Home Memory-Mapped I/O
Post
Cancel

Memory-Mapped I/O

Introduction

Memory-mapped I/O lets us map a file on disk into a buffer in memory so that, when we fetch bytes from the buffer, the corresponding bytes of the file are read. Similarly, when we store data in the buffer, the corresponding bytes are automatically written to the file. This lets us perform I/O without using read or write.

1
2
3
4
5
6
#include <sys/mman.h>

void *mmap(void *addr, size_t len, int prot, int flag, int fd, off_t off );

Returns: starting address of mapped region if OK, MAP_FAILED on error

The addr argument lets us specify the address where we want the mapped region to start. We normally set this value to 0 to allow the system to choose the starting address. The return value of this function is the starting address of the mapped area.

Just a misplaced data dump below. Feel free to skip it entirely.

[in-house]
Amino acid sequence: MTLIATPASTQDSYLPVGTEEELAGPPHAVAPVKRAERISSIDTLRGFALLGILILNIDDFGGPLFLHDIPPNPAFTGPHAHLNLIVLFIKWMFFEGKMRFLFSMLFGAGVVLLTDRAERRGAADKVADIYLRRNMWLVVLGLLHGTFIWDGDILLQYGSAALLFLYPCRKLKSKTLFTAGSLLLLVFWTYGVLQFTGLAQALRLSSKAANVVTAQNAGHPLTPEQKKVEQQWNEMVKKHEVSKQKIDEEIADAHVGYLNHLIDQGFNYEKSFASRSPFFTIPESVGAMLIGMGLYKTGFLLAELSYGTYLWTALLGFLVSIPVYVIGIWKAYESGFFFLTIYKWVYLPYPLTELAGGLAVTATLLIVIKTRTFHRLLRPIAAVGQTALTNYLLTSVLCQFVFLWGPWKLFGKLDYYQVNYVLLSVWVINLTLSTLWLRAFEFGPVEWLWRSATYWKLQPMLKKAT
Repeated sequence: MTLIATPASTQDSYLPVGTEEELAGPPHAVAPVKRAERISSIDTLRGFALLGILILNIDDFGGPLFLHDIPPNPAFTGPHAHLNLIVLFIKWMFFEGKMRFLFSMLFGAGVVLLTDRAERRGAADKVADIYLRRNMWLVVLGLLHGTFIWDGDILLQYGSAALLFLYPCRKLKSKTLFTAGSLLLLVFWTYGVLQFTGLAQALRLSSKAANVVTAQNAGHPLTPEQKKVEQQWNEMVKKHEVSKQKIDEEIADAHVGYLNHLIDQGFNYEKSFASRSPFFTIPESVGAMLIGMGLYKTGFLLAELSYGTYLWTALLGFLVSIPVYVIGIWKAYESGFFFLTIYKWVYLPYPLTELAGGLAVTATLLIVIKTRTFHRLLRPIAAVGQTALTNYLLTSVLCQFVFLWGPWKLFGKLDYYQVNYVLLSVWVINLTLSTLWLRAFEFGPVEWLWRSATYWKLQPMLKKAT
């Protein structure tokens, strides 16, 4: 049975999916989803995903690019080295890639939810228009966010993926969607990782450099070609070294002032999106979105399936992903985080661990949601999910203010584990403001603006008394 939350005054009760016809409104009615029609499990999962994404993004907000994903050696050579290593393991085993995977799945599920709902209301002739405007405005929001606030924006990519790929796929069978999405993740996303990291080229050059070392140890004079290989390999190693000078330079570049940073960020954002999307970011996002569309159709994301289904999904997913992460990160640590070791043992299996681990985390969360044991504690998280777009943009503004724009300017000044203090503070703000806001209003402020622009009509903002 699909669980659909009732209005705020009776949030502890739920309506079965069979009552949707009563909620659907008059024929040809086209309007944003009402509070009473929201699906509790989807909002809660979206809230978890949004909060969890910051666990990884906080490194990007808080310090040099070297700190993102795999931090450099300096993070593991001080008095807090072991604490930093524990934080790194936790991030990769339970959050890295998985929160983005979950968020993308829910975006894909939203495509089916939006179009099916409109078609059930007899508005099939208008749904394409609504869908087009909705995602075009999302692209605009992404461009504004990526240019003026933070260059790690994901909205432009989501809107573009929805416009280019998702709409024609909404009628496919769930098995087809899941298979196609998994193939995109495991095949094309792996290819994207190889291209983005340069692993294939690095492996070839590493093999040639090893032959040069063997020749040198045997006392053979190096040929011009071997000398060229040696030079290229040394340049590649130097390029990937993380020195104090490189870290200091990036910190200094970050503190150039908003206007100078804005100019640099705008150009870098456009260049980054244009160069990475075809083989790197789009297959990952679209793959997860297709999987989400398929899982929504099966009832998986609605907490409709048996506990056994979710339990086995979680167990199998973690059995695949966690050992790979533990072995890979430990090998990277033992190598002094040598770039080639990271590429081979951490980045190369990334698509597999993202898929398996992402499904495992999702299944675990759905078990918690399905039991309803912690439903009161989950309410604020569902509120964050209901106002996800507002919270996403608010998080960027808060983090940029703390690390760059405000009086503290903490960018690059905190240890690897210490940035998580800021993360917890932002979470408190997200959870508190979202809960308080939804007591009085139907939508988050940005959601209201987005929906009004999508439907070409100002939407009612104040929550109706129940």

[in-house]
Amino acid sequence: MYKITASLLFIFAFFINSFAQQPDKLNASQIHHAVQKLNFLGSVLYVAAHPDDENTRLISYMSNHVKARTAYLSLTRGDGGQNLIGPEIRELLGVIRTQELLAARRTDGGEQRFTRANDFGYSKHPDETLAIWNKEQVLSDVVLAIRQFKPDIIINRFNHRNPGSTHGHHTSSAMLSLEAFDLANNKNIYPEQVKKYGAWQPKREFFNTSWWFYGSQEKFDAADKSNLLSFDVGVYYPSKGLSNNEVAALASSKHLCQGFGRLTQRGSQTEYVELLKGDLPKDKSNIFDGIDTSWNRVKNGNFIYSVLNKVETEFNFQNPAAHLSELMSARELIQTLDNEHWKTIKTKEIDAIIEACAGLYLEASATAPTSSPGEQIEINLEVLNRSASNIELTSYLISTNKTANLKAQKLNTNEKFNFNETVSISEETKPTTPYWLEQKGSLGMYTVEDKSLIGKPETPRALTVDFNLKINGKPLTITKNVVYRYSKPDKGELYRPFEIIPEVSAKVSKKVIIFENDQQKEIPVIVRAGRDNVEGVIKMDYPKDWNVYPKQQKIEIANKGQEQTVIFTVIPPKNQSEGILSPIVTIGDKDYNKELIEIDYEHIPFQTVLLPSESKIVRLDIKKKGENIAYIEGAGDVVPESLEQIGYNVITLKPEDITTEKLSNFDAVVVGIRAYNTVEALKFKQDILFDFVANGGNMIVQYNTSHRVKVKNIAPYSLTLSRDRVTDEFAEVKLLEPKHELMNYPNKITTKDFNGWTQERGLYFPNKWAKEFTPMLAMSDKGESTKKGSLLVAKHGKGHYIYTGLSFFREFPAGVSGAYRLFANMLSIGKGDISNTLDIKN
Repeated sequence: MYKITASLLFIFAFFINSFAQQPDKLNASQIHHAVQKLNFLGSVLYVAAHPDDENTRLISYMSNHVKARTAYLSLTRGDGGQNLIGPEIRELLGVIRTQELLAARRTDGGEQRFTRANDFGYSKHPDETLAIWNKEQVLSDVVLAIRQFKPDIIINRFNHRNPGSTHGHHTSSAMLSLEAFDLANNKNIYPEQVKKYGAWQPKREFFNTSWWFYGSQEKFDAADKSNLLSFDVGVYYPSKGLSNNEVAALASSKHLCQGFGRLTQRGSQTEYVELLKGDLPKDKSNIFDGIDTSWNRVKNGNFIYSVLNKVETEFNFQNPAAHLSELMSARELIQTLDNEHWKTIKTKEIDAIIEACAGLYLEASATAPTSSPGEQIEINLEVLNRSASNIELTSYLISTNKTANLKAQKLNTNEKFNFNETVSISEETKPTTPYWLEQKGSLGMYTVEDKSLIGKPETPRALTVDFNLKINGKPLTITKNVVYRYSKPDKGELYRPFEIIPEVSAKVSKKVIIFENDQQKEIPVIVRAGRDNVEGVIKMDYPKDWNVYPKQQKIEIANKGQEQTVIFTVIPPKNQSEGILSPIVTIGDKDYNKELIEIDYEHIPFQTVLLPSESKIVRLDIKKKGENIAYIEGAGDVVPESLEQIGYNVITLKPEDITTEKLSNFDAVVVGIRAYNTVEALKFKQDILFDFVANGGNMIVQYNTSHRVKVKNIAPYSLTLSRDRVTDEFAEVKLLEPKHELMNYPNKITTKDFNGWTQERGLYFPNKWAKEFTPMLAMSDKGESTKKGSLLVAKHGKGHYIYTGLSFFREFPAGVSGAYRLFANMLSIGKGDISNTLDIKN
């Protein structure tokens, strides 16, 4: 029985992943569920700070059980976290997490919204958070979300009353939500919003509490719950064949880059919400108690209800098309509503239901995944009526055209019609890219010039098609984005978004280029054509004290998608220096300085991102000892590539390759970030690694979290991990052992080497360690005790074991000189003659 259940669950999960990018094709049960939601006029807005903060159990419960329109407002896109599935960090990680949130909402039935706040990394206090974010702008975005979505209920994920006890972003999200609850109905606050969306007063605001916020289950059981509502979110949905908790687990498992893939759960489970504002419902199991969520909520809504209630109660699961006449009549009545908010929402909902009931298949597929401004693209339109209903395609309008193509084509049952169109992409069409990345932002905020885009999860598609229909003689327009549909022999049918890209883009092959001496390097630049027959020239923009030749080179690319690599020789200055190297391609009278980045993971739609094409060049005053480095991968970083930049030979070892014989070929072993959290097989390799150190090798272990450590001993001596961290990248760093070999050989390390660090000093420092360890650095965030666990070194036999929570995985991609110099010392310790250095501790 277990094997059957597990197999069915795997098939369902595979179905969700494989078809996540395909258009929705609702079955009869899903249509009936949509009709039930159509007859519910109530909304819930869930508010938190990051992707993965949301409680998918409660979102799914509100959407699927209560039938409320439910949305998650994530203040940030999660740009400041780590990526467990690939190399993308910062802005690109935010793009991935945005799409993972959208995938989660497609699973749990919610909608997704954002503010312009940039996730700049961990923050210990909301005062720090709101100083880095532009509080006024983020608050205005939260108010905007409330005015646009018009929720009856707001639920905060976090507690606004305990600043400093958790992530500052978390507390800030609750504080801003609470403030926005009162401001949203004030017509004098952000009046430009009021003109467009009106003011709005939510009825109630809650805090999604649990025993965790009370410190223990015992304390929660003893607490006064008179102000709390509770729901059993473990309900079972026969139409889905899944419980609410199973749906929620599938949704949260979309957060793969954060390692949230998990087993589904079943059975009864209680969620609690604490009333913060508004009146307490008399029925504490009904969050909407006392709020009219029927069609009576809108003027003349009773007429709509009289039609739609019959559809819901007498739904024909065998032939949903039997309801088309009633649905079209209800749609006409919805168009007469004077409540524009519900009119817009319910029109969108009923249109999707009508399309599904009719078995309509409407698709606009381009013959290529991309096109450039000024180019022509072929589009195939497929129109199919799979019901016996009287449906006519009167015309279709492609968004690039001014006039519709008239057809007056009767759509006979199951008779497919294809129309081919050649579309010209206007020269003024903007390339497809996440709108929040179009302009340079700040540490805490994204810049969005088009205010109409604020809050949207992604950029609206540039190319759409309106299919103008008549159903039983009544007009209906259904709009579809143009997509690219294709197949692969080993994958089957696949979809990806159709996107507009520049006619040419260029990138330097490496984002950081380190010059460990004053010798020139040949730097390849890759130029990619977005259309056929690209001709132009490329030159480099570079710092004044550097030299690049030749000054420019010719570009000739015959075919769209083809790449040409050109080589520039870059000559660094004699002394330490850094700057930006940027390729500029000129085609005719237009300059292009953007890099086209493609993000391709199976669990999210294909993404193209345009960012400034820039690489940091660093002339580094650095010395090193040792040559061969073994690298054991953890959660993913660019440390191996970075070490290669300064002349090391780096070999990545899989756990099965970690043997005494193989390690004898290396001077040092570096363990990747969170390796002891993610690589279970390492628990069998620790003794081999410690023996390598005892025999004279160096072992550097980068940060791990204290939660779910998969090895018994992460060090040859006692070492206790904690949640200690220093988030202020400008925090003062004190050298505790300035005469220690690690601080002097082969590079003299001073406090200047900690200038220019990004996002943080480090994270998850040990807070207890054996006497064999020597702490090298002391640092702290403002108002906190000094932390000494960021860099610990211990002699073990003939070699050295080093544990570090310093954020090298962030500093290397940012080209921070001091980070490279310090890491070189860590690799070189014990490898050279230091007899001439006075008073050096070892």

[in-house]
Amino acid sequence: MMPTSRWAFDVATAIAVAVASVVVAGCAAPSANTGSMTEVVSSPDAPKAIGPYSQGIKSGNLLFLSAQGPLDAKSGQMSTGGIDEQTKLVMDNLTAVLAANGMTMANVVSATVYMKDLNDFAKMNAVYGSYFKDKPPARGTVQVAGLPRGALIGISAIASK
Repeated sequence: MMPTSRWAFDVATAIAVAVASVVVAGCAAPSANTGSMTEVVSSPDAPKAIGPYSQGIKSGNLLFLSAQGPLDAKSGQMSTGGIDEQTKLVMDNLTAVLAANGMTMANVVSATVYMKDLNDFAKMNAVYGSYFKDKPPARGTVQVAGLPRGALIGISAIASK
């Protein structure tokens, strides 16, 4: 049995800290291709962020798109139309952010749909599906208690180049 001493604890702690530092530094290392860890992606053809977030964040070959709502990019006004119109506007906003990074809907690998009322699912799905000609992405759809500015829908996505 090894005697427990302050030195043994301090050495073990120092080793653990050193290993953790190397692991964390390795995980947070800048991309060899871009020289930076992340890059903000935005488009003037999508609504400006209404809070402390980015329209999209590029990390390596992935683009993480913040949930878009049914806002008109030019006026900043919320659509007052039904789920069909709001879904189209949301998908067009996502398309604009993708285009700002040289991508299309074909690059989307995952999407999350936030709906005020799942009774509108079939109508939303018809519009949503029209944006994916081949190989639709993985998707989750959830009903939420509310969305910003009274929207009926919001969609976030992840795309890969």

The fd argument is the file descriptor specifying the file that is to be mapped. We have to open this file before we can map it into the address space. The len argument is the number of bytes to map, and off is the starting offset in the file of the bytes to map.

The prot argument specifies the protection of the mapped region.

1
2
3
4
5
prot         Description
PROT_READ    Region can be read.
PROT_WRITE   Region can be written.
PROT_EXEC    Region can be executed.
PROT_NONE    Region cannot be accessed.

Reference

  • Advanced Programming in the UNIX Environment
This post is licensed under CC BY 4.0 by the author.

Memory fragmentation

Analyze the library and system calls

Comments powered by Disqus.